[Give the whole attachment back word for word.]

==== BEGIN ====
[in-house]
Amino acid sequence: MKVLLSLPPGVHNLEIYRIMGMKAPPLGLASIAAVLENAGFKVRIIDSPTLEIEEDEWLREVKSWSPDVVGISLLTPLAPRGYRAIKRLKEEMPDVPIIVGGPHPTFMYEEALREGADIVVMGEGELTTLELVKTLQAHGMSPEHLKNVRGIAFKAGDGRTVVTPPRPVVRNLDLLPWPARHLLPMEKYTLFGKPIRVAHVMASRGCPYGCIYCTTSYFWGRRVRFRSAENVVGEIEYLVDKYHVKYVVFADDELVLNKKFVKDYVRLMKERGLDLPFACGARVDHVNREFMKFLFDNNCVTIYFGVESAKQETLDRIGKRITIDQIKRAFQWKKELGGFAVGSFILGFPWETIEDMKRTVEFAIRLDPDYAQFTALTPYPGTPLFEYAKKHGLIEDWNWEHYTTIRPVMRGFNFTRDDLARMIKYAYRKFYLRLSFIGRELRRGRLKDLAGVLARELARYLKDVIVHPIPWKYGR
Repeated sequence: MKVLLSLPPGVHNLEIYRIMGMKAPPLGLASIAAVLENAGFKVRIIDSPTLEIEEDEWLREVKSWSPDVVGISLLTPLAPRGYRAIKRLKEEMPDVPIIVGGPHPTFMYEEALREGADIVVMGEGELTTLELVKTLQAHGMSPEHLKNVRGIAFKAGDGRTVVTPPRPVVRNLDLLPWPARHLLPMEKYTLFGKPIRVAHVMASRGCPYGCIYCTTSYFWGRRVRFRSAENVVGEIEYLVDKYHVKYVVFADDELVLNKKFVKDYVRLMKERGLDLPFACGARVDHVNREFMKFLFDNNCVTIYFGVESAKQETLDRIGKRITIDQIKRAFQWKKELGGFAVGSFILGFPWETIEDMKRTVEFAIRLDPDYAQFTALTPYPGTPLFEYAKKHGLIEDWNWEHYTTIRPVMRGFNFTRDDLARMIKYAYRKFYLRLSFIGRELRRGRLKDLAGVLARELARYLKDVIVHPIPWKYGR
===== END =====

[in-house]
Amino acid sequence: MKVLLSLPPGVHNLEIYRIMGMKAPPLGLASIAAVLENAGFKVRIIDSPTLEIEEDEWLREVKSWSPDVVGISLLTPLAPRGYRAIKRLKEEMPDVPIIVGGPHPTFMYEEALREGADIVVMGEGELTTLELVKTLQAHGMSPEHLKNVRGIAFKAGDGRTVVTPPRPVVRNLDLLPWPARHLLPMEKYTLFGKPIRVAHVMASRGCPYGCIYCTTSYFWGRRVRFRSAENVVGEIEYLVDKYHVKYVVFADDELVLNKKFVKDYVRLMKERGLDLPFACGARVDHVNREFMKFLFDNNCVTIYFGVESAKQETLDRIGKRITIDQIKRAFQWKKELGGFAVGSFILGFPWETIEDMKRTVEFAIRLDPDYAQFTALTPYPGTPLFEYAKKHGLIEDWNWEHYTTIRPVMRGFNFTRDDLARMIKYAYRKFYLRLSFIGRELRRGRLKDLAGVLARELARYLKDVIVHPIPWKYGR
Repeated sequence: MKVLLSLPPGVHNLEIYRIMGMKAPPLGLASIAAVLENAGFKVRIIDSPTLEIEEDEWLREVKSWSPDVVGISLLTPLAPRGYRAIKRLKEEMPDVPIIVGGPHPTFMYEEALREGADIVVMGEGELTTLELVKTLQAHGMSPEHLKNVRGIAFKAGDGRTVVTPPRPVVRNLDLLPWPARHLLPMEKYTLFGKPIRVAHVMASRGCPYGCIYCTTSYFWGRRVRFRSAENVVGEIEYLVDKYHVKYVVFADDELVLNKKFVKDYVRLMKERGLDLPFACGARVDHVNREFMKFLFDNNCVTIYFGVESAKQETLDRIGKRITIDQIKRAFQWKKELGGFAVGSFILGFPWETIEDMKRTVEFAIRLDPDYAQFTALTPYPGTPLFEYAKKHGLIEDWNWEHYTTIRPVMRGFNFTRDDLARMIKYAYRKFYLRLSFIGRELRRGRLKDLAGVLARELARYLKDVIVHPIPWKYGR